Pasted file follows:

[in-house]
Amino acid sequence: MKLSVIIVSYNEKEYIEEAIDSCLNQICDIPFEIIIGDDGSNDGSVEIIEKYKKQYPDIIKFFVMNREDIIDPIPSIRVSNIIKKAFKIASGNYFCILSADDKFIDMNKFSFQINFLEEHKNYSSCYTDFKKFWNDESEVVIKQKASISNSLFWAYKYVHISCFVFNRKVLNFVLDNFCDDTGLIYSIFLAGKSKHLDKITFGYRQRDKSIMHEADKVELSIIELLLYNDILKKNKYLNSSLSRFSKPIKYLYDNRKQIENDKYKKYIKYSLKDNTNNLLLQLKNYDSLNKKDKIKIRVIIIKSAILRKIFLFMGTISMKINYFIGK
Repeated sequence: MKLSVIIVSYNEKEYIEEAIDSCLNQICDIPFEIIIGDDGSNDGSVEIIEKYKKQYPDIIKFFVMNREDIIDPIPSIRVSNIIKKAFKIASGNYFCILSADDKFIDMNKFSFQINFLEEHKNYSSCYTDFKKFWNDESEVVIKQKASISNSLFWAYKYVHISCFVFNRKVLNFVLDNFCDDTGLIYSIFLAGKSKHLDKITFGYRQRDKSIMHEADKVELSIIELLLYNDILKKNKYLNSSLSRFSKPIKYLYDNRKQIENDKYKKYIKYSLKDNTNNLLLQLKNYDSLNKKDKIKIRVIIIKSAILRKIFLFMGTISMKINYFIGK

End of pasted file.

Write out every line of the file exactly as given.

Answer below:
[in-house]
Amino acid sequence: MKLSVIIVSYNEKEYIEEAIDSCLNQICDIPFEIIIGDDGSNDGSVEIIEKYKKQYPDIIKFFVMNREDIIDPIPSIRVSNIIKKAFKIASGNYFCILSADDKFIDMNKFSFQINFLEEHKNYSSCYTDFKKFWNDESEVVIKQKASISNSLFWAYKYVHISCFVFNRKVLNFVLDNFCDDTGLIYSIFLAGKSKHLDKITFGYRQRDKSIMHEADKVELSIIELLLYNDILKKNKYLNSSLSRFSKPIKYLYDNRKQIENDKYKKYIKYSLKDNTNNLLLQLKNYDSLNKKDKIKIRVIIIKSAILRKIFLFMGTISMKINYFIGK
Repeated sequence: MKLSVIIVSYNEKEYIEEAIDSCLNQICDIPFEIIIGDDGSNDGSVEIIEKYKKQYPDIIKFFVMNREDIIDPIPSIRVSNIIKKAFKIASGNYFCILSADDKFIDMNKFSFQINFLEEHKNYSSCYTDFKKFWNDESEVVIKQKASISNSLFWAYKYVHISCFVFNRKVLNFVLDNFCDDTGLIYSIFLAGKSKHLDKITFGYRQRDKSIMHEADKVELSIIELLLYNDILKKNKYLNSSLSRFSKPIKYLYDNRKQIENDKYKKYIKYSLKDNTNNLLLQLKNYDSLNKKDKIKIRVIIIKSAILRKIFLFMGTISMKINYFIGK